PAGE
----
|Ang Mo Kio HDB apartments|
|Members of Parliament for Ang Mo Kio|
Some 4 weeks ago, the owner consulted Vet 1. She used a needle to aspirate and drew blood. The owner came to Toa Payoh Vets for a second opinion. An abscess was obvious at this time. This was lanced and drained. 3 long cuts were made by me deeper into the muscle. The wounds of the two cuts healed but the 3rd did not close.
Oral antibiotics and cleaning for over 2 weeks. Yet this wound oozes pus and does not close for the past 4 weeks after lancing and draining the abscess. Why?
July 18, 2018 images from owner via WA
|July 18, 2018 images from owner by WA. Two foreign bodies look like bone fragments. The owner did not come for consultation but gave more antibiotics. Yet pus still oozes and the wound does not close.|
Aug 12, 2018
Text message and short video clip from the owner to Dr Sing
Good morning dr sing, I hope you are doing well.
Just want to check in with you, mary has recovered back to her usual activities. However, the wound seems to not be able to close by itself and we are still cleaning it everyday. Able to squeeze a little bit of liquid/blood. Is this normal?
"There is something inside the wound, e.g. hairs preventing wound closure," I said.
"Gas anaesthesia is needed to do a proper examination as the hamster is very active and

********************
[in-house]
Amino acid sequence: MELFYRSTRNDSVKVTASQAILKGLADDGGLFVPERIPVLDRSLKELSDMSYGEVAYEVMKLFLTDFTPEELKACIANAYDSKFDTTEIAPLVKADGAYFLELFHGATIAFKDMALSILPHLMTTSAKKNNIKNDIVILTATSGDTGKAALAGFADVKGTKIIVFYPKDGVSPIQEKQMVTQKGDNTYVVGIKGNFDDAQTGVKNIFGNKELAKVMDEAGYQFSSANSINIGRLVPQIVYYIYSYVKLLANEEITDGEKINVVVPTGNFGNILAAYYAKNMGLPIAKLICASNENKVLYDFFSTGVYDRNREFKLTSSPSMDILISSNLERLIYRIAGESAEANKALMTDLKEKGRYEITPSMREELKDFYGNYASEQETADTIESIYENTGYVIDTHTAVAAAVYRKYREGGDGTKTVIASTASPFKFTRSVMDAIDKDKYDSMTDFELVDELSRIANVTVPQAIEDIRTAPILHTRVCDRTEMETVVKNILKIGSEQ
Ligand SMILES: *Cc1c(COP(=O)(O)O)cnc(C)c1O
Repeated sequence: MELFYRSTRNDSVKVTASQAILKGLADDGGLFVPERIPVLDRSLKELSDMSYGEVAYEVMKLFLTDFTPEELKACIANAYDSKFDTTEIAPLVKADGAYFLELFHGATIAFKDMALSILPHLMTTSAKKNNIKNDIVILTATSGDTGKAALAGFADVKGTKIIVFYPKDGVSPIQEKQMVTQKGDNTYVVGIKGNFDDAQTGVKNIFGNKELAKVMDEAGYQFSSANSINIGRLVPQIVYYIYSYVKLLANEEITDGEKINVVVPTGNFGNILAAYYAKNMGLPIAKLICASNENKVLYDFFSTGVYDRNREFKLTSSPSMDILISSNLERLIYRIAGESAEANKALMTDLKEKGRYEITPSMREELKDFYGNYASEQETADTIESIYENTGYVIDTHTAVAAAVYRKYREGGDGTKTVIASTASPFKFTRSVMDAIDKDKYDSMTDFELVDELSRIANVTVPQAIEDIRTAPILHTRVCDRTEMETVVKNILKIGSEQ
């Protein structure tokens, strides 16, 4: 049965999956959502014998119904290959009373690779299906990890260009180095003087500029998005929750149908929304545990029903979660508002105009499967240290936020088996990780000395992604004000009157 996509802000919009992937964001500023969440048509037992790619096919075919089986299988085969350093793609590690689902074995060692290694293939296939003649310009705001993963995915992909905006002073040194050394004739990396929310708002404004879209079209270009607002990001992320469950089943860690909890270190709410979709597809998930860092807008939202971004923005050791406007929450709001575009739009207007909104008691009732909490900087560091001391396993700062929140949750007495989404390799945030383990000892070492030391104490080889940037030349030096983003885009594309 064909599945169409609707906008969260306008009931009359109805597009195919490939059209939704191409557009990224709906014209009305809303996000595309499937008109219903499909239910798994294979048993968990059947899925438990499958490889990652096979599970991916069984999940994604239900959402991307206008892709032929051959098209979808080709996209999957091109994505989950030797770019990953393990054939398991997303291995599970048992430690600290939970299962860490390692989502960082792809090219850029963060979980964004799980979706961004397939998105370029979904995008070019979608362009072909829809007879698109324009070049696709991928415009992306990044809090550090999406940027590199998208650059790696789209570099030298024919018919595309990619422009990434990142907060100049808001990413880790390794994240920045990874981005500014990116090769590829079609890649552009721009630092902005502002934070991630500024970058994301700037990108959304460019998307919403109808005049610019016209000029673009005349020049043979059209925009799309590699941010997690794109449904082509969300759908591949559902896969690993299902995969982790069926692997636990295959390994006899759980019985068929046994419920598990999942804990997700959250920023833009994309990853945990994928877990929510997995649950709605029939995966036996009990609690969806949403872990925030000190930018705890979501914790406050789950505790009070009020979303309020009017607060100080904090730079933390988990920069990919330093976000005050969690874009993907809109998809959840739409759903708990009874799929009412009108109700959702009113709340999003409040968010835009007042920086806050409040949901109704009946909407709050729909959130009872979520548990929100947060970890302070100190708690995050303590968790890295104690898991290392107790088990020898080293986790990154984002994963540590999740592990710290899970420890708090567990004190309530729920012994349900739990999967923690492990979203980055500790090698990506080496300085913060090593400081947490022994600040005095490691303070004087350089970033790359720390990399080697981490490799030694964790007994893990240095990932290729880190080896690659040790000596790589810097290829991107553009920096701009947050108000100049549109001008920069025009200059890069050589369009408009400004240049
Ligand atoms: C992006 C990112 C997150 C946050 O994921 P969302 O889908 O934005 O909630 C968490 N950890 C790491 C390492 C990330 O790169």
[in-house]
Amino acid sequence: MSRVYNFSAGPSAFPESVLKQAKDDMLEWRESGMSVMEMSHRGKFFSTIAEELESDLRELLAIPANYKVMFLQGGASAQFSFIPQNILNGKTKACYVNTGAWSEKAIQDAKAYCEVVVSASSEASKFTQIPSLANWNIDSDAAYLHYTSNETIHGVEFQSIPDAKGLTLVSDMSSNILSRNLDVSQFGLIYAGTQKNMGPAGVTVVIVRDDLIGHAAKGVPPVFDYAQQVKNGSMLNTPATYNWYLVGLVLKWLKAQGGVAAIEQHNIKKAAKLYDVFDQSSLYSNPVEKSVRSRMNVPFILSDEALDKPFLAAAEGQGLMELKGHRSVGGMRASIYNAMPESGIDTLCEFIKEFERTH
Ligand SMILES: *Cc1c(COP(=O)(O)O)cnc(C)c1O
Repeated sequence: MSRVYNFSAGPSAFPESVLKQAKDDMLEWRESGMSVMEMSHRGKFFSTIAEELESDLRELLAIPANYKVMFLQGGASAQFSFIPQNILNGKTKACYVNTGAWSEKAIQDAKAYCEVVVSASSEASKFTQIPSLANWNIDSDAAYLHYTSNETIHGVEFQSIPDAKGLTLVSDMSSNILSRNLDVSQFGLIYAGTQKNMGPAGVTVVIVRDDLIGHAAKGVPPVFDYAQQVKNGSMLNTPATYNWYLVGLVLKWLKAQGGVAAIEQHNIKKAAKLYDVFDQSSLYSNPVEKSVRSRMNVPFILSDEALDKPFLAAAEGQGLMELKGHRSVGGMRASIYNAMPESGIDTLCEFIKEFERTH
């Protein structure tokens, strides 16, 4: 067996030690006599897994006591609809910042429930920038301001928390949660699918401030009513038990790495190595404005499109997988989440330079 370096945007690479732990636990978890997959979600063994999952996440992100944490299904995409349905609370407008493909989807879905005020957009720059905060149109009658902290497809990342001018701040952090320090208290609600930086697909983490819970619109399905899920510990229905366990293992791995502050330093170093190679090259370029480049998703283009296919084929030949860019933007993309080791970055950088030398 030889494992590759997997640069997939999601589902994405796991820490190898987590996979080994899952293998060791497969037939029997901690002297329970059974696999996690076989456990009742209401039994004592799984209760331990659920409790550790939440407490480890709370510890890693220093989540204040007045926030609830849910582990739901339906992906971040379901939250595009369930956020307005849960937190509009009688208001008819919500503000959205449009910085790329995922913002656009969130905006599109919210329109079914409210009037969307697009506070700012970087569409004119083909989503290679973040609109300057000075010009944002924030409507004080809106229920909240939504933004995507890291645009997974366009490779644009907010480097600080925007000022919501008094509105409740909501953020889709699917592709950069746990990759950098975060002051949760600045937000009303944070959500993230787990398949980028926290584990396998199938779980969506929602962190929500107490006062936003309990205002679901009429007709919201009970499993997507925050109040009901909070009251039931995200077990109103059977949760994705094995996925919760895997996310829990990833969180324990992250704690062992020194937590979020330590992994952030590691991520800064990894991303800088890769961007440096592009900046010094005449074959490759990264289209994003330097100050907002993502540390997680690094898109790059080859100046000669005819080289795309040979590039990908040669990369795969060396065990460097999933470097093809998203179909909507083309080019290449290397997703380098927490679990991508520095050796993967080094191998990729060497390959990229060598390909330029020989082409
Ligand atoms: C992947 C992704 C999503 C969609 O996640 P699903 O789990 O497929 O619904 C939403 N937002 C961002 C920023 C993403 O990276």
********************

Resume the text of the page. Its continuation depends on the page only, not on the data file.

prevents my closer inspection!"
Diagnosis under anaesthesia.
Foreign body (bone fragment of the left submandibular bone, i.e. low jaw) was embedded inside. I used forceps to extract. Evidence is in the image and actual bone was given to the owner.
|Aug 14, 2018. Bone fragment extracted at Toa Payoh Vets|
The wound should heal after removal of this piece of bone.
In conclusion, the abscess was likely to be caused by the infection of the submandibular bone at the root of the lower incisor tooth. Infection broke down this area. Bacteria formed the pus which appeared as a lump first.
The lower front teeth were abnormal. The right lower front tooth was cracked lengthwise. The right lower front tooth displayed a black streak as if it was stained with tartar. However, both teeth were solid and strongly attached to the jaw bone. The abscess would be to the left of the front teeth, from osteomyelitis (bone infection) of the left mandible by bacteria.
VIDEOS of case study
A first-time rare case of a "jaw abscess" seen. At Toa Payoh Vets, in the last 3 years, we see an average of 5 hamster cases per week but have not encountered such cases.
In rabbits, jaw abscesses due to tooth root infections are common. The jaw bone infection lead to large jaw abscesses. Infections of the jaw bone lead to broken bone fragments presented during abscess lancing and drainage. (see images below).